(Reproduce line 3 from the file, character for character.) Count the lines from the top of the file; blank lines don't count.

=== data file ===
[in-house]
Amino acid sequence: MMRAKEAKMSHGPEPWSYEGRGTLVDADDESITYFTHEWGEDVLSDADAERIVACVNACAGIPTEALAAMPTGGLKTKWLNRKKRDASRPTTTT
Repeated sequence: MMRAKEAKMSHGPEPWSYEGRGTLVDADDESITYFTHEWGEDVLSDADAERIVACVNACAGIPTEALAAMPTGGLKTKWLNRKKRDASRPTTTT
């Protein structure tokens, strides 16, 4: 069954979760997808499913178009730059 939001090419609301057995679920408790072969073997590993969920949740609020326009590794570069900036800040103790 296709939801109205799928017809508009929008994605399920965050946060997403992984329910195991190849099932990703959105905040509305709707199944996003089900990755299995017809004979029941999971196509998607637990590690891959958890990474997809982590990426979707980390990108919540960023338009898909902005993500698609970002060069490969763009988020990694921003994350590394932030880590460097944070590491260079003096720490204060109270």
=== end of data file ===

Repeated sequence: MMRAKEAKMSHGPEPWSYEGRGTLVDADDESITYFTHEWGEDVLSDADAERIVACVNACAGIPTEALAAMPTGGLKTKWLNRKKRDASRPTTTT